The APAC Agriculture IoT market stood at $0.12 billion in 2018 and is anticipated to grow at a compound annual growth rate of 27.4% between 2018 to 2025 to reach $0.65 billion by 2025. The study has calculated the spending across key application areas comprising crop surveying and condition monitoring, smart irrigation systems, precision planting, proximity marketing, precision fertilizer application, condition and health monitoring, water quality monitoring, automated feed dispensing, navigational services, autonomous machinery, ecological monitoring, and smart logging. The market is expected to expand rapidly as farmers, particularly in more developed regions, turn to IoT solutions to improve yield and cope with crippling labor shortages. In particular, 4 main mega trends are expected to drive demand in this space:
Increasing Demand for Food: Global population is expected to reach 10 billion by 2050. In order to produce enough food for the entire population, farmers must boost food production by 25%-70% by 2050.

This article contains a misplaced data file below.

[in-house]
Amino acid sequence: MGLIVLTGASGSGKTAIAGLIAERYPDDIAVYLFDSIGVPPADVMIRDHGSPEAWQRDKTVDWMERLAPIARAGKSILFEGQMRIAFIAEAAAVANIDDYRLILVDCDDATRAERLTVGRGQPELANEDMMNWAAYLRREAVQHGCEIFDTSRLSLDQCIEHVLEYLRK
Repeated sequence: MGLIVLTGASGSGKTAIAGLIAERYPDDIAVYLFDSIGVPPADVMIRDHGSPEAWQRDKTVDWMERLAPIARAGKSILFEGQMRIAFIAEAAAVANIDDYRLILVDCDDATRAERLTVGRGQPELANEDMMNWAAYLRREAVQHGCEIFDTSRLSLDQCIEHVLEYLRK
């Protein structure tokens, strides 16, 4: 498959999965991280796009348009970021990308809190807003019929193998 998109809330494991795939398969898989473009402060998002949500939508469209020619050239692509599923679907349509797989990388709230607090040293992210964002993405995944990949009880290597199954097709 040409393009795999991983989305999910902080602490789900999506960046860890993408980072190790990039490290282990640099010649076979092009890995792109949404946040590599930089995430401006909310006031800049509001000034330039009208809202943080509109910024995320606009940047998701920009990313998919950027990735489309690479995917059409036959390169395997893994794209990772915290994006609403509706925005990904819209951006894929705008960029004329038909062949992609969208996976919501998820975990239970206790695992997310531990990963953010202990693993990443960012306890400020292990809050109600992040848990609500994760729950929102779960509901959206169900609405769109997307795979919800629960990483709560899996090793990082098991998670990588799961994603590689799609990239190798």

Drive to Reduce Wastage: There is a high degree of wastage in the application of agricultural inputs. For example, less than 50% of fertilizers used are absorbed by the soil or plants. The rest usually contaminates ground water – resulting in wastage and pollution.
Growing Scarcity of Inputs: The production of biofuels has grown from 60 billion liters in 2007 to 130 billion liters in 2015 - this has resulted in more and more cereals and oilseed being used for biofuel production instead of farming. Freshwater availability is also becoming problematic due to increased urbanization.
In the short term, we predict that IoT solutions that help to survey and monitor crops and livestock (e.g. animal health sensors) will see the highest adoption rates, particularly by large corporate farms. We anticipate that automation solutions (e.g. drones and agribots) for other laborious tasks like spraying and seeding will experience increased adoption in the short-to-medium term as regulations catch up with the rapidly-maturing technology. As agricultural sites transform into more data-rich environments, we predict that suppliers’ (equipment and input) business models will also evolve to incorporate additional value-added services based on the data and usage of data to shape their pricing strategy.